Black Belts seldom have authority to direct the teams, sponsors and leaders they work with. Therefore, as a full-time change agent, today’s Black Belt needs excellent soft skills to move things forward from their position within the team. At the top of that skills list are coaching and mentoring. By blending these two disciplines, Black Belts may help team members create positive action plans.
Differences Between Coach and Mentor
Many people suggest that coaching and mentoring are one and the same. But when looking at the definitions for the two positions, it is clear there are some differences in key areas:
Focus of Work
- Coaching deals with the present. It is fundamentally about facilitating change and movement from a current state to a more desirable future state.
- Mentoring deals mostly with succession training. A mentor is a wise and trusted counselor or teacher that serves as a guide, especially in occupational settings.
- A coach helps people to discover their own answers. Coaches are trained to listen, observe and customize their approach to individual needs. They seek to elicit solutions and strategies from the person they are working with.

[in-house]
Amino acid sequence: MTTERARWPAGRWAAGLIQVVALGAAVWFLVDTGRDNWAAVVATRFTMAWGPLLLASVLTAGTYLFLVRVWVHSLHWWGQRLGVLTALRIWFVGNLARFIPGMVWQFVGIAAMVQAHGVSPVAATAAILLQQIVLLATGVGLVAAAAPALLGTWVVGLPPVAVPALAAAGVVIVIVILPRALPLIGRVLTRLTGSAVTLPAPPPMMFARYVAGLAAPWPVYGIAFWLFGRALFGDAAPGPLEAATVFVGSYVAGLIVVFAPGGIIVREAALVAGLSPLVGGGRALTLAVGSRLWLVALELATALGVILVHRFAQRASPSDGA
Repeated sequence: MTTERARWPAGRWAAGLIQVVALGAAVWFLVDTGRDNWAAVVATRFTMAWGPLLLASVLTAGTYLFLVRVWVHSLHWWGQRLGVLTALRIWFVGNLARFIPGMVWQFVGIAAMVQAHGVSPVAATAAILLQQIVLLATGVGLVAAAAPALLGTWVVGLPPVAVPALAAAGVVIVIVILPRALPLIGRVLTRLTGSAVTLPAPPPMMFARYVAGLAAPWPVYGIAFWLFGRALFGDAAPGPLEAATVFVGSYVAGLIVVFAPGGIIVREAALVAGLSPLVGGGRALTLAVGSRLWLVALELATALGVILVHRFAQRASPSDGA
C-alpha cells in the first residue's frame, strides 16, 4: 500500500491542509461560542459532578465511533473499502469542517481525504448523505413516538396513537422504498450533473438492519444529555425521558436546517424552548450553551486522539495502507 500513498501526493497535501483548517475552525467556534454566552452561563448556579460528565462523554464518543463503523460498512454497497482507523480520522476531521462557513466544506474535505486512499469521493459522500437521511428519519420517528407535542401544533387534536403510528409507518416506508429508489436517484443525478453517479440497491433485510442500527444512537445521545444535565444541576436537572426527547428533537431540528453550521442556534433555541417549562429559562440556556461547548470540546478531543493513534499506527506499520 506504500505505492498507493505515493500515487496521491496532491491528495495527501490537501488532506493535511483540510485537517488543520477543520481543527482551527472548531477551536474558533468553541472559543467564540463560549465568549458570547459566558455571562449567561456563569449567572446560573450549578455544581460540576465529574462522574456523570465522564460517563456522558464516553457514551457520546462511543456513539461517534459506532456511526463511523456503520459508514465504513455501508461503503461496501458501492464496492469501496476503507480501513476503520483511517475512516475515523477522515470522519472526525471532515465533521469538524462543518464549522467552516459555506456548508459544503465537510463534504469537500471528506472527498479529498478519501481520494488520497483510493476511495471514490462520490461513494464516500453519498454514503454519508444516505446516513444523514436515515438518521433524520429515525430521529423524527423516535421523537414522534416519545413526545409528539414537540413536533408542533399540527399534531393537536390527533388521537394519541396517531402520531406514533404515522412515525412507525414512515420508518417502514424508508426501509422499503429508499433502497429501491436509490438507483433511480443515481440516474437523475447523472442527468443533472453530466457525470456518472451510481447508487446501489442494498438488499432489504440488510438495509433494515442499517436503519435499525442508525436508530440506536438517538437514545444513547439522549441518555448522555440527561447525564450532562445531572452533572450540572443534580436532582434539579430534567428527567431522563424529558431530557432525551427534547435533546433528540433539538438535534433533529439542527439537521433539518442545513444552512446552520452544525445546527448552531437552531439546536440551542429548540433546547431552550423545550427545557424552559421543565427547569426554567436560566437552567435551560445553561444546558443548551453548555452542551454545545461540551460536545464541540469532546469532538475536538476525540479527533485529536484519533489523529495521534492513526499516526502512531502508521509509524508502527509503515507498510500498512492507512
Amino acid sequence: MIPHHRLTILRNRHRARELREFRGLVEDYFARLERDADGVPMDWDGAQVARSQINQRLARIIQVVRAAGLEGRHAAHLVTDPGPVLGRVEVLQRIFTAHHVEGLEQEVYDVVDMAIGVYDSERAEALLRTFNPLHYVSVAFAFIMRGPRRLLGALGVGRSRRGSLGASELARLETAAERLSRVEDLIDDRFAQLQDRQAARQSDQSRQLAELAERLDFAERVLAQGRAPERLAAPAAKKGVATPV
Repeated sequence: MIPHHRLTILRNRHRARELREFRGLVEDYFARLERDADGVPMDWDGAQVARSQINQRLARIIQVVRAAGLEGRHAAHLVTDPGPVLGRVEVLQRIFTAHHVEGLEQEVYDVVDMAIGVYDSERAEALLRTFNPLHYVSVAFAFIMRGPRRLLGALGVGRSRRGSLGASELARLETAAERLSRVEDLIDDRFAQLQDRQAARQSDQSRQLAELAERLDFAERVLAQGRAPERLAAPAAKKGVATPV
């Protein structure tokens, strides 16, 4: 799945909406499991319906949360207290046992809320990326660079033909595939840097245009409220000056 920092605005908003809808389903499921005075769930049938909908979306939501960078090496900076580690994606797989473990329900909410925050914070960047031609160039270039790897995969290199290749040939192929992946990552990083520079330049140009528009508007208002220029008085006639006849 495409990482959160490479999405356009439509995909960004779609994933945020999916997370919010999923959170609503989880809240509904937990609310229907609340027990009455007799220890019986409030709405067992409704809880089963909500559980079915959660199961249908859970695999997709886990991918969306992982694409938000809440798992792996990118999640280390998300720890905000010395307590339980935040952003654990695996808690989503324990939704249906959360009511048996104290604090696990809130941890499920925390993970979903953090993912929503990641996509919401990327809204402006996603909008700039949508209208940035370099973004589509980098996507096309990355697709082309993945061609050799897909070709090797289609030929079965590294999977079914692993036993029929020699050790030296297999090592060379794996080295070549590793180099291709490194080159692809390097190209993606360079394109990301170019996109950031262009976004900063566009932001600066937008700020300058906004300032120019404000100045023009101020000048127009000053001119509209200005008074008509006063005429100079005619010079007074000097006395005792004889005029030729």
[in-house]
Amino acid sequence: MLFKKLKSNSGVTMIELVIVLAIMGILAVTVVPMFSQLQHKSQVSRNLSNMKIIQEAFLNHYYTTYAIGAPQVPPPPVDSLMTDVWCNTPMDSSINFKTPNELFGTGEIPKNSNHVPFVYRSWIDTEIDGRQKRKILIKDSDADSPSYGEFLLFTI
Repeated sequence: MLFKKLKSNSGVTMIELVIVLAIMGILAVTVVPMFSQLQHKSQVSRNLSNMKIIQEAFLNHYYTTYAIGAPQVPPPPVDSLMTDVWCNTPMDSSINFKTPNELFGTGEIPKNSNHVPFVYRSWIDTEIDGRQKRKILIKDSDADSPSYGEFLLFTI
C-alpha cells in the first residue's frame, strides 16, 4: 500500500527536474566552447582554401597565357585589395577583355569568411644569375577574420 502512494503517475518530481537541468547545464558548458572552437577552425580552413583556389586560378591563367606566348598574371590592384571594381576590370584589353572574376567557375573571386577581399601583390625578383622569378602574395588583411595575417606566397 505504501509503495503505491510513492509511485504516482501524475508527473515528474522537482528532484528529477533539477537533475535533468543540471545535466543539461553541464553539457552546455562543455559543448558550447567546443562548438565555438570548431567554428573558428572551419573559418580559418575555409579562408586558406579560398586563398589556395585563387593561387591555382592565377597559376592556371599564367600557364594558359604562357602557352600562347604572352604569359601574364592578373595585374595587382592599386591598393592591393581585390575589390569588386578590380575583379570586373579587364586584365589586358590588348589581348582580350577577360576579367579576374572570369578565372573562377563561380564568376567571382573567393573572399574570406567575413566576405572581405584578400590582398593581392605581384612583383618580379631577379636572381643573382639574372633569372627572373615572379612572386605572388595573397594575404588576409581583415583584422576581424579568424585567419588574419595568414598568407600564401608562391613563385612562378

- A mentor has the answers and is usually internal to the organization. Mentors have in-depth knowledge of the organization and the mentee’s situation, often helping to guide and craft solutions.
- A coach’s job is to provide support to enhance the skills, resources and creativity that someone already has.
- A mentor provides guidance and wisdom. Mentoring is not about blazing a trail, but providing a map.
Becoming a Coach-like Mentor
Bottom line: coaching is not telling, and mentoring is not coaching. But as a mentor, Black Belts have the experience and the map – and it can pay off to experiment with the value of being a coach-like mentor. Using a coaching perspective will increase the effectiveness of the team and the impact of the solutions.